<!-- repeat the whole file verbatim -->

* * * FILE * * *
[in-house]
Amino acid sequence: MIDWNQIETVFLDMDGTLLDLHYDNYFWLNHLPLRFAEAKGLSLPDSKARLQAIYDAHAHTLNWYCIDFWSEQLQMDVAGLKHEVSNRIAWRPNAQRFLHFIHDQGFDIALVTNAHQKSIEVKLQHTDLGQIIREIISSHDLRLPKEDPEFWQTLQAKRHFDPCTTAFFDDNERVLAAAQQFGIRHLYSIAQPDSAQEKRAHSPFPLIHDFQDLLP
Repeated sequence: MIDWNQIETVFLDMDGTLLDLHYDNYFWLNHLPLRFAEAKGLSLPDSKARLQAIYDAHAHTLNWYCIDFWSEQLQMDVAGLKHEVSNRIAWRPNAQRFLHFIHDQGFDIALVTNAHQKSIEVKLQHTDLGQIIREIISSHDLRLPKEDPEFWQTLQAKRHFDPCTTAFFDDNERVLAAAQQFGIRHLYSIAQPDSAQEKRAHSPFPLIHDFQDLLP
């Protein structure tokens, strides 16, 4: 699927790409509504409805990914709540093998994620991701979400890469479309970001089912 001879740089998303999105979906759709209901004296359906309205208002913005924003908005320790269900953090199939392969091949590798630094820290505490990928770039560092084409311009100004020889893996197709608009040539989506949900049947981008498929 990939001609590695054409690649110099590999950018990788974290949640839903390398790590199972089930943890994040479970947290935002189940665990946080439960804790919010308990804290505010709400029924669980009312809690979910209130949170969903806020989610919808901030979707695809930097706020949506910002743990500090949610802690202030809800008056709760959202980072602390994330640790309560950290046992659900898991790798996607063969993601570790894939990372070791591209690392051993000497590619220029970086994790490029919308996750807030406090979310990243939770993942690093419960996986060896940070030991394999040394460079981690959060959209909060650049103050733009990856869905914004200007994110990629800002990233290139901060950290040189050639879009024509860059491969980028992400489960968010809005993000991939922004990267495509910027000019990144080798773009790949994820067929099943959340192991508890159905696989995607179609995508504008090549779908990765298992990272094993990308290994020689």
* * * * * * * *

[in-house]
Amino acid sequence: MIDWNQIETVFLDMDGTLLDLHYDNYFWLNHLPLRFAEAKGLSLPDSKARLQAIYDAHAHTLNWYCIDFWSEQLQMDVAGLKHEVSNRIAWRPNAQRFLHFIHDQGFDIALVTNAHQKSIEVKLQHTDLGQIIREIISSHDLRLPKEDPEFWQTLQAKRHFDPCTTAFFDDNERVLAAAQQFGIRHLYSIAQPDSAQEKRAHSPFPLIHDFQDLLP
Repeated sequence: MIDWNQIETVFLDMDGTLLDLHYDNYFWLNHLPLRFAEAKGLSLPDSKARLQAIYDAHAHTLNWYCIDFWSEQLQMDVAGLKHEVSNRIAWRPNAQRFLHFIHDQGFDIALVTNAHQKSIEVKLQHTDLGQIIREIISSHDLRLPKEDPEFWQTLQAKRHFDPCTTAFFDDNERVLAAAQQFGIRHLYSIAQPDSAQEKRAHSPFPLIHDFQDLLP
């Protein structure tokens, strides 16, 4: 699927790409509504409805990914709540093998994620991701979400890469479309970001089912 001879740089998303999105979906759709209901004296359906309205208002913005924003908005320790269900953090199939392969091949590798630094820290505490990928770039560092084409311009100004020889893996197709608009040539989506949900049947981008498929 990939001609590695054409690649110099590999950018990788974290949640839903390398790590199972089930943890994040479970947290935002189940665990946080439960804790919010308990804290505010709400029924669980009312809690979910209130949170969903806020989610919808901030979707695809930097706020949506910002743990500090949610802690202030809800008056709760959202980072602390994330640790309560950290046992659900898991790798996607063969993601570790894939990372070791591209690392051993000497590619220029970086994790490029919308996750807030406090979310990243939770993942690093419960996986060896940070030991394999040394460079981690959060959209909060650049103050733009990856869905914004200007994110990629800002990233290139901060950290040189050639879009024509860059491969980028992400489960968010809005993000991939922004990267495509910027000019990144080798773009790949994820067929099943959340192991508890159905696989995607179609995508504008090549779908990765298992990272094993990308290994020689």